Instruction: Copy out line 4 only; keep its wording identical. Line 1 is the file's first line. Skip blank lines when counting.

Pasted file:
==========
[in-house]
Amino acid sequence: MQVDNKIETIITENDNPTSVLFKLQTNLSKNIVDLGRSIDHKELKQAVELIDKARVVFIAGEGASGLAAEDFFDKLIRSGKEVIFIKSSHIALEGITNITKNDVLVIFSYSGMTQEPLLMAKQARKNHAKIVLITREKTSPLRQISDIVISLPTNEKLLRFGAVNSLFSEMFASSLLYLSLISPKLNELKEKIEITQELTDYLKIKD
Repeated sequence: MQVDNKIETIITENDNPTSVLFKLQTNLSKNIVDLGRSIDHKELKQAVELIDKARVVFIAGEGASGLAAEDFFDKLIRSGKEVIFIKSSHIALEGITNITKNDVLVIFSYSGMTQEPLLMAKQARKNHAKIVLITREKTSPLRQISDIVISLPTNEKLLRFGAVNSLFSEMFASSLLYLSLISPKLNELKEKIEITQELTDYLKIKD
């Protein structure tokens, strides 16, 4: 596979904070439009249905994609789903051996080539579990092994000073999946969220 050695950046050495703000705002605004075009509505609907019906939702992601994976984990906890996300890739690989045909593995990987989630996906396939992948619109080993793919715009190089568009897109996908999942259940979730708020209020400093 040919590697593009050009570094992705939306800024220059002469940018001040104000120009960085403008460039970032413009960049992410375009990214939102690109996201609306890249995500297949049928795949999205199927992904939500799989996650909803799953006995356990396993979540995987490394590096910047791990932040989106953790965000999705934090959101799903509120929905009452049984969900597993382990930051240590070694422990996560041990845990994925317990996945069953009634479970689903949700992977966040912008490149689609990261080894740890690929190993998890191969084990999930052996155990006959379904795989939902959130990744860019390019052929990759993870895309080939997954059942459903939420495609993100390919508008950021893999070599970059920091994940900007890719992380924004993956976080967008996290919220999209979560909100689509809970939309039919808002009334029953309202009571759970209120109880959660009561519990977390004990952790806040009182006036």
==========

């Protein structure tokens, strides 16, 4: 596979904070439009249905994609789903051996080539579990092994000073999946969220 050695950046050495703000705002605004075009509505609907019906939702992601994976984990906890996300890739690989045909593995990987989630996906396939992948619109080993793919715009190089568009897109996908999942259940979730708020209020400093 040919590697593009050009570094992705939306800024220059002469940018001040104000120009960085403008460039970032413009960049992410375009990214939102690109996201609306890249995500297949049928795949999205199927992904939500799989996650909803799953006995356990396993979540995987490394590096910047791990932040989106953790965000999705934090959101799903509120929905009452049984969900597993382990930051240590070694422990996560041990845990994925317990996945069953009634479970689903949700992977966040912008490149689609990261080894740890690929190993998890191969084990999930052996155990006959379904795989939902959130990744860019390019052929990759993870895309080939997954059942459903939420495609993100390919508008950021893999070599970059920091994940900007890719992380924004993956976080967008996290919220999209979560909100689509809970939309039919808002009334029953309202009571759970209120109880959660009561519990977390004990952790806040009182006036």